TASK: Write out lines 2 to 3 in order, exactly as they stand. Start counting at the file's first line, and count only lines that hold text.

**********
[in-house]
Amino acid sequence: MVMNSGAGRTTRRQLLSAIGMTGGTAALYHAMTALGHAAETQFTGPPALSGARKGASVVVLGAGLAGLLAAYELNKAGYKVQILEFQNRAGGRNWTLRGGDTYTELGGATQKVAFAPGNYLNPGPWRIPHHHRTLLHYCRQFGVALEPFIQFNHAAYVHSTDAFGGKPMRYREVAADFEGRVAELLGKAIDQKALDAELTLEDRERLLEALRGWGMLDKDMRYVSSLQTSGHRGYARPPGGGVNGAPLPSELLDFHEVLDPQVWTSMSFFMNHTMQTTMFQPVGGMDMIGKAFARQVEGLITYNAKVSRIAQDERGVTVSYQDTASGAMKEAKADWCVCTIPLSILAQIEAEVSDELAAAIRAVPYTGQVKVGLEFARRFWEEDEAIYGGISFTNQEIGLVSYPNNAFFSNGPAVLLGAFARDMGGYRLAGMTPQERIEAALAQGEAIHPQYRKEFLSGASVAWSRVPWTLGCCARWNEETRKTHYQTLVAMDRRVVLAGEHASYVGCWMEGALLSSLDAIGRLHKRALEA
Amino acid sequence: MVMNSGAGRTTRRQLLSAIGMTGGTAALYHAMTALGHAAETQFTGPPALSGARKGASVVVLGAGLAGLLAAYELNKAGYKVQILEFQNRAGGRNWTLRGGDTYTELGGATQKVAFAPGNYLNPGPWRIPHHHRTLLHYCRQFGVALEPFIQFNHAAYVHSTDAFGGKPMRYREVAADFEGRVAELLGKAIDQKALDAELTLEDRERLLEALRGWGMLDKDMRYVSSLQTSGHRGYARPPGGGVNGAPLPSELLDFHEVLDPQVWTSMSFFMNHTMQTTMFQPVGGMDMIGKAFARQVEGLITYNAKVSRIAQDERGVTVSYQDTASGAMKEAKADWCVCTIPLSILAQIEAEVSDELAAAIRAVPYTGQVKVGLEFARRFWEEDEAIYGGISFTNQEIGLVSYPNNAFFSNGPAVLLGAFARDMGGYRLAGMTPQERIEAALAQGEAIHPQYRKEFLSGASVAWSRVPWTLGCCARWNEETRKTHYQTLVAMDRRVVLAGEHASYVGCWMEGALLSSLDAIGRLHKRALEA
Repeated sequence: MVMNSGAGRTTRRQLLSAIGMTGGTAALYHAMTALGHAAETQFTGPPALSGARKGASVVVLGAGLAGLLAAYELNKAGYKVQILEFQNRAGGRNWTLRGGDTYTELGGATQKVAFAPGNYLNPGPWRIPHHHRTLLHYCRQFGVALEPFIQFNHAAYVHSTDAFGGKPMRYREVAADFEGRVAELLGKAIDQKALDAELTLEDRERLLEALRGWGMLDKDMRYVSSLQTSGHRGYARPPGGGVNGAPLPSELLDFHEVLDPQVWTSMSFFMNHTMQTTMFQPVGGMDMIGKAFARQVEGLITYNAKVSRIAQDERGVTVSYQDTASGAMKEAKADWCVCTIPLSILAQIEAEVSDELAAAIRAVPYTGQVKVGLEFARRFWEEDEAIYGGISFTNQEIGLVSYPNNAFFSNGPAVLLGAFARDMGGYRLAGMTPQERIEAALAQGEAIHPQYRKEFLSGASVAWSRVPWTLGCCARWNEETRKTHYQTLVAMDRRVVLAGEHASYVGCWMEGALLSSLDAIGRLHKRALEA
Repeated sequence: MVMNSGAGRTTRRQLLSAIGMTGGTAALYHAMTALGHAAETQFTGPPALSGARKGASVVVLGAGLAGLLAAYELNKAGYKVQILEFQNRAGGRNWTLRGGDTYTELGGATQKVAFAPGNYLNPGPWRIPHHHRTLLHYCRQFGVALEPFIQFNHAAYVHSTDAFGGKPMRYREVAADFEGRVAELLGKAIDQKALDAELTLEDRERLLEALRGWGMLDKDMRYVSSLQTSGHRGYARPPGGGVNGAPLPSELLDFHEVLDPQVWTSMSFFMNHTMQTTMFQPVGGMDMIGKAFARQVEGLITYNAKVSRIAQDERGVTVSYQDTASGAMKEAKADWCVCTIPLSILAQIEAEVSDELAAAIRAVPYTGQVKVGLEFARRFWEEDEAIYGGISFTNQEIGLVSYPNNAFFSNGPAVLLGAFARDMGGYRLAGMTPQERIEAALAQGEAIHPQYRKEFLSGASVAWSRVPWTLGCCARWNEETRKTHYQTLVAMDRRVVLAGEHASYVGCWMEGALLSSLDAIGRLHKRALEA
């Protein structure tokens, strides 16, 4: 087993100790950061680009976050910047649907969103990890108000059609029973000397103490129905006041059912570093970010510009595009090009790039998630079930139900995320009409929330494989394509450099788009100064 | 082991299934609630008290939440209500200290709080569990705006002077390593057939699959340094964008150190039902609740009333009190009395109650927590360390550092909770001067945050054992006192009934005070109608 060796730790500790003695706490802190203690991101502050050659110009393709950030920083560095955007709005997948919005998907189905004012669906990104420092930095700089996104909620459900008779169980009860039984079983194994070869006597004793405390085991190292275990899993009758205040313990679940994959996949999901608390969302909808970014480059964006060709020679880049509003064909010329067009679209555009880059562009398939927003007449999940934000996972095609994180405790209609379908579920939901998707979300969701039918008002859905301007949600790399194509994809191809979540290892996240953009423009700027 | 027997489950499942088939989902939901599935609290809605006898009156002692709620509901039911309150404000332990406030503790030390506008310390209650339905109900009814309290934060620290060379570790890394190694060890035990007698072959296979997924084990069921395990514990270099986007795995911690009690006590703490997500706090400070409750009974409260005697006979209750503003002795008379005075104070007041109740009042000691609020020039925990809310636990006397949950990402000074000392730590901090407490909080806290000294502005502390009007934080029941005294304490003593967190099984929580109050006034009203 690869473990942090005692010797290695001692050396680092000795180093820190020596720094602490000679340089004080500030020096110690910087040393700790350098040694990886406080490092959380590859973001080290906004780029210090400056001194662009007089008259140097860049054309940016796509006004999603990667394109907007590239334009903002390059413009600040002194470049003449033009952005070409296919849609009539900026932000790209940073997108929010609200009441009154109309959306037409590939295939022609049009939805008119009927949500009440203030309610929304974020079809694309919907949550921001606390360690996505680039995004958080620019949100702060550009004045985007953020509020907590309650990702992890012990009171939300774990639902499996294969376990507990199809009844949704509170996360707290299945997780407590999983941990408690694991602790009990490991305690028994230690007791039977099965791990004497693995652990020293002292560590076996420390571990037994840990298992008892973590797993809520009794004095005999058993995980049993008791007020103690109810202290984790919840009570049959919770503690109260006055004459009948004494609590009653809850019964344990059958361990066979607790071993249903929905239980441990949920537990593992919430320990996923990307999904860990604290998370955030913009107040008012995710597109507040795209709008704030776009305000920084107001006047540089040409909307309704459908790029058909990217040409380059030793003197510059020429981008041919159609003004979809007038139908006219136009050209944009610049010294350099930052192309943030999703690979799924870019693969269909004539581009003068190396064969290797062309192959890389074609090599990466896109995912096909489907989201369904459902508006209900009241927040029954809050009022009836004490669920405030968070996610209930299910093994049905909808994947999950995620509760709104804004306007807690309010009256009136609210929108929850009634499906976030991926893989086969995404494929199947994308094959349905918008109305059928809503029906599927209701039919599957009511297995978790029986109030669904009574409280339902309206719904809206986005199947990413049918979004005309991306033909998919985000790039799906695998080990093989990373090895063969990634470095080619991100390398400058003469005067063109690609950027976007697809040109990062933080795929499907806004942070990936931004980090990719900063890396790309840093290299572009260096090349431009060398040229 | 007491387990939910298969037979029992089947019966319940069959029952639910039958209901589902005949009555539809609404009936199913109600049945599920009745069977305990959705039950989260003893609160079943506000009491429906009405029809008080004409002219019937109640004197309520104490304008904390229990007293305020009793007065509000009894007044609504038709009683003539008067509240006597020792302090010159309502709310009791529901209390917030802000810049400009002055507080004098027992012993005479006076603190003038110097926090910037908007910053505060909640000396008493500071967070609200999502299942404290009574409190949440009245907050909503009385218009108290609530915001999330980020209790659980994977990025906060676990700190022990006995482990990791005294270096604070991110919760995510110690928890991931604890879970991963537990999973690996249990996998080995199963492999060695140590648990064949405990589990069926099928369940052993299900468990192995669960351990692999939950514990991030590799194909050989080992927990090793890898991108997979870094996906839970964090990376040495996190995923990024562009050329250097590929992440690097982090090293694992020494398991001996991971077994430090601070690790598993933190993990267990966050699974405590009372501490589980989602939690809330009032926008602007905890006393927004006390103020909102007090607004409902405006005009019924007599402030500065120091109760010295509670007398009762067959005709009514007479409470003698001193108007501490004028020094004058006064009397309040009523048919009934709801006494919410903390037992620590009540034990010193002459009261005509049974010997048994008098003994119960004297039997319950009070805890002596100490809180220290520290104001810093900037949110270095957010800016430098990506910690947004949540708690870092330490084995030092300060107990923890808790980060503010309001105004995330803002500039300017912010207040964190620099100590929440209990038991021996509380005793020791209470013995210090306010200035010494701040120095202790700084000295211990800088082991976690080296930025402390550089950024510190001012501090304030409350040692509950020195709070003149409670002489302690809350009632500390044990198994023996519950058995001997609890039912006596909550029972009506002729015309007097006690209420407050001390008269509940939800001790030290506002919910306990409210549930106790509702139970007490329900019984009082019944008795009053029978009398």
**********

Amino acid sequence: MVMNSGAGRTTRRQLLSAIGMTGGTAALYHAMTALGHAAETQFTGPPALSGARKGASVVVLGAGLAGLLAAYELNKAGYKVQILEFQNRAGGRNWTLRGGDTYTELGGATQKVAFAPGNYLNPGPWRIPHHHRTLLHYCRQFGVALEPFIQFNHAAYVHSTDAFGGKPMRYREVAADFEGRVAELLGKAIDQKALDAELTLEDRERLLEALRGWGMLDKDMRYVSSLQTSGHRGYARPPGGGVNGAPLPSELLDFHEVLDPQVWTSMSFFMNHTMQTTMFQPVGGMDMIGKAFARQVEGLITYNAKVSRIAQDERGVTVSYQDTASGAMKEAKADWCVCTIPLSILAQIEAEVSDELAAAIRAVPYTGQVKVGLEFARRFWEEDEAIYGGISFTNQEIGLVSYPNNAFFSNGPAVLLGAFARDMGGYRLAGMTPQERIEAALAQGEAIHPQYRKEFLSGASVAWSRVPWTLGCCARWNEETRKTHYQTLVAMDRRVVLAGEHASYVGCWMEGALLSSLDAIGRLHKRALEA
Amino acid sequence: MVMNSGAGRTTRRQLLSAIGMTGGTAALYHAMTALGHAAETQFTGPPALSGARKGASVVVLGAGLAGLLAAYELNKAGYKVQILEFQNRAGGRNWTLRGGDTYTELGGATQKVAFAPGNYLNPGPWRIPHHHRTLLHYCRQFGVALEPFIQFNHAAYVHSTDAFGGKPMRYREVAADFEGRVAELLGKAIDQKALDAELTLEDRERLLEALRGWGMLDKDMRYVSSLQTSGHRGYARPPGGGVNGAPLPSELLDFHEVLDPQVWTSMSFFMNHTMQTTMFQPVGGMDMIGKAFARQVEGLITYNAKVSRIAQDERGVTVSYQDTASGAMKEAKADWCVCTIPLSILAQIEAEVSDELAAAIRAVPYTGQVKVGLEFARRFWEEDEAIYGGISFTNQEIGLVSYPNNAFFSNGPAVLLGAFARDMGGYRLAGMTPQERIEAALAQGEAIHPQYRKEFLSGASVAWSRVPWTLGCCARWNEETRKTHYQTLVAMDRRVVLAGEHASYVGCWMEGALLSSLDAIGRLHKRALEA